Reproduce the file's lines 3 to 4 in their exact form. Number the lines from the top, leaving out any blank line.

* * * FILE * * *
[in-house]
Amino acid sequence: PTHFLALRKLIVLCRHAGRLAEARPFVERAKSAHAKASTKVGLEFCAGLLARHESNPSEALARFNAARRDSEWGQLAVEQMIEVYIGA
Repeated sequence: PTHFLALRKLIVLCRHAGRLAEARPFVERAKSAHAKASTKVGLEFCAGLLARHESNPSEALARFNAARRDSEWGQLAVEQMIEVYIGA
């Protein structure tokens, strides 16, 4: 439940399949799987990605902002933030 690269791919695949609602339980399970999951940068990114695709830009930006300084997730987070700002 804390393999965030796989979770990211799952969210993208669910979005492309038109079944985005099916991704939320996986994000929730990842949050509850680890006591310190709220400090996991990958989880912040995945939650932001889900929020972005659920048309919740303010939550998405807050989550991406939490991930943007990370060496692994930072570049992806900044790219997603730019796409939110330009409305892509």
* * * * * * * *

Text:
Repeated sequence: PTHFLALRKLIVLCRHAGRLAEARPFVERAKSAHAKASTKVGLEFCAGLLARHESNPSEALARFNAARRDSEWGQLAVEQMIEVYIGA
């Protein structure tokens, strides 16, 4: 439940399949799987990605902002933030 690269791919695949609602339980399970999951940068990114695709830009930006300084997730987070700002 804390393999965030796989979770990211799952969210993208669910979005492309038109079944985005099916991704939320996986994000929730990842949050509850680890006591310190709220400090996991990958989880912040995945939650932001889900929020972005659920048309919740303010939550998405807050989550991406939490991930943007990370060496692994930072570049992806900044790219997603730019796409939110330009409305892509």